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Physical activity helps children grow strong bones, maintain a healthy weight and discover the world around them. Best of all, it's great fun.
All children should be physically active for at least one hour a day. You can help by encouraging your child to find activities they enjoy, and by building physical activity into family life. Most children love running around a park or playing in a playground.
One reason why physical activity in childhood is so important is because it helps your child to maintain a healthy weight.
But that's not the only reason. Physical activity is a part of the way children discover the world and themselves. It helps to build strong muscles and healthy bones, as well as to improve self-confidence.
You can find advice on eating well and getting active as a family at the Change4Life website.
Bristol University’s professor of exercise and health sciences, Ken Fox, has 10 suggestions that can make exercise fun for all the family.
Ten activity tips for children
1. Walk or cycle to and from school with the kids as often as possible. Read about the health benefits of cycling.
2. Build a den or treehouse with them in the school holidays. Or, under supervision, encourage them to climb a tree or two.
3. Go roller skating, roller blading or skateboarding, indoor or out. In winter, go ice skating. Kids also love scooters.
4. Do an activity challenge together, such as working towards a fun run or a walk for charity.
5. Take the dog for a walk. If you don’t have one of your own, ask to borrow a neighbour’s or friend’s dog and take it for a walk.
6. Support your kids in sports, clubs or any other activities that may interest them. Joining a weekend club sport ensures commitment to a team and regular exercise. Find all kinds of sporting facilities in your area.
7. Find time every weekend to do something active with your children. Play frisbee or football in the park, go trampolining or try indoor rock climbing.
8. Fly a kite. The Kite Society of Great Britain's website lists a number of groups that regularly meet for special flying days with experienced members who offer advice and assistance. Some also run kite-making workshops.
9. Try a beach holiday. When they hit the sand, children find a multitude of ways to exercise, including games, swimming and plenty of running around. Or try an activity-based holiday. Read more about healthy holidays with children and activity holidays.
10. The National Parks website has lists of events such as guided walks and children’s fun days, for fresh ideas for active days out.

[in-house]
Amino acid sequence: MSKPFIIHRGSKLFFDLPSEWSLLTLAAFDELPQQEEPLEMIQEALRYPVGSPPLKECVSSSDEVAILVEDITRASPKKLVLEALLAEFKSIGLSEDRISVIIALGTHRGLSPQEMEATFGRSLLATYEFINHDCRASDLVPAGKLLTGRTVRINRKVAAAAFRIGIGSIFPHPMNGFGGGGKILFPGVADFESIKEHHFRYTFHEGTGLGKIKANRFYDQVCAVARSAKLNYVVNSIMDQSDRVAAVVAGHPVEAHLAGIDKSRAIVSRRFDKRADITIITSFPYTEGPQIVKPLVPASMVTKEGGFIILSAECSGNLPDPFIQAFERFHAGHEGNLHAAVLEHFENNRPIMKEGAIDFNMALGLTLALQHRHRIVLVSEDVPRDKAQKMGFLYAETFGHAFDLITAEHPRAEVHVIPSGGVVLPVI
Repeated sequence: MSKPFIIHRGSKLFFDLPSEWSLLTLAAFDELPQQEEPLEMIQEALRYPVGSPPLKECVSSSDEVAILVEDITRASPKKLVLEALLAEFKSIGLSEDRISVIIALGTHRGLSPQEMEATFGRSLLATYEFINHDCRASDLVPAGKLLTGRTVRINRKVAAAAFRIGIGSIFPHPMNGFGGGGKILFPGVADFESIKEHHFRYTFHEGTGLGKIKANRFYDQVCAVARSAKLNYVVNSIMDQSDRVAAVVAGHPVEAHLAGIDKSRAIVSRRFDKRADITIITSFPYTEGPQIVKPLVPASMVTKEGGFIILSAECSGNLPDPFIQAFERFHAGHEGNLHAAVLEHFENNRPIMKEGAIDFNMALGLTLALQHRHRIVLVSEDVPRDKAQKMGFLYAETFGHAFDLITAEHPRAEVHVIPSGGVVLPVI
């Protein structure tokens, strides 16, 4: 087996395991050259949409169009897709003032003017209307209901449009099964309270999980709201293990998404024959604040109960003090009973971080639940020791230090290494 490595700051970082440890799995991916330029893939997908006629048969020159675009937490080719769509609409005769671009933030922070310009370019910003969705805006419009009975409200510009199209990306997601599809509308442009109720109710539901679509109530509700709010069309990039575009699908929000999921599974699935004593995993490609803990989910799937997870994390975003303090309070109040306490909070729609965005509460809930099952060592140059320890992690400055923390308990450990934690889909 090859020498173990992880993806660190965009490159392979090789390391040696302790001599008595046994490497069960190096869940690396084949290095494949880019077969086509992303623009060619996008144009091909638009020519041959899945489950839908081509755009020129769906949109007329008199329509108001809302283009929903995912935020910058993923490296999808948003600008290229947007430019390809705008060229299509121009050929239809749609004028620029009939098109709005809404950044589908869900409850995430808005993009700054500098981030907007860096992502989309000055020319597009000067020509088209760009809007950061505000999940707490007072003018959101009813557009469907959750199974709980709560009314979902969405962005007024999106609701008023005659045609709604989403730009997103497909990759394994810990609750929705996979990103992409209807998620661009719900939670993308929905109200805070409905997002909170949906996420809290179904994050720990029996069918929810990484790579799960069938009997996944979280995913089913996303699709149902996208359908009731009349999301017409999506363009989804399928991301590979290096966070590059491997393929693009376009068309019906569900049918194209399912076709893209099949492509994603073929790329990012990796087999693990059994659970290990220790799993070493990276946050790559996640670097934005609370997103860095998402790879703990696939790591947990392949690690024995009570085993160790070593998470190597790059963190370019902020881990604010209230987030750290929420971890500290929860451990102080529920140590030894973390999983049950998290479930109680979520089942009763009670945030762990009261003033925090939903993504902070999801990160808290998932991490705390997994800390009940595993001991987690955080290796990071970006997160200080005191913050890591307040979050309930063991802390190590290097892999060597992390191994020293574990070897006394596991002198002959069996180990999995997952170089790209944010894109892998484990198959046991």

It’s just as important to make sure the lunchbox your child takes to school provide a healthy, balanced lunch as when they eat at home.
This means plenty of foods that contain the nutrients that children need, and fewer foods that are high in sugar and saturated fat.
You can learn the healthy foods basics in Good food and diet.
Packing the lunchbox
A balanced packed lunch should contain:
- Starchy foods. These are bread, rice, potatoes and pasta, and others.
- Protein foods. These are meat, fish, eggs, beans and others.
- A dairy item. This could be cheese or yoghurt.
- Vegetables or salad, and a portion of fruit.
Starchy foods are a good source of energy, and should make up a third of the lunchbox. But don’t let things get boring. Instead of sandwiches give kids bagels, pitta bread, wraps and baguettes. Use brown, wholemeal or seeded bread, not white bread.
Get ideas for healthy starchy foods.
Children often like food they can eat with their fingers, so chop up raw veggies such as carrots or peppers, and give them houmous or cottage cheese to dip the veggies in. Breadsticks and wholemeal crackers are great finger foods and they can be spread with low-fat soft cheese or eaten with reduced-fat cheddar and pickles.
Replace chocolate bars and cakes with fresh fruit, dried fruit.
Vary the fruit each day and get them to try new things, like kiwi or melon.
Unsalted nuts are a great snack food for children to have at home, but it's best to leave them out of your child's packed lunch. Many schools ban nuts to protect pupils with a nut allergy.
Here are more ideas for healthy food swaps.
You could also make up a tasty fruit salad. Be inventive and encourage your children when they try something new.
Making healthier food
It may take a while for your children to get used to a healthier lunchbox. But it will be worth it for their health, so keep trying.
You can help by eating a wider range of foods at home, as a family. For ideas on how to introduce more fruit and vegetables into your family’s diet, read 5 A DAY and your family.
Reading supermarket food labels can help you to buy healthier foods for your child's lunch, and for family meal times. Learn more in Buy healthier food.
Save chocolate and cakes for occasional treats. Remember to praise your child when they've tried something new, to show your encouragement.
You can find lots of ideas for healthy lunches at Change4Life: healthy lunchbox ideas.
There are more ideas for healthy packed lunches from the Children's Food Trust.
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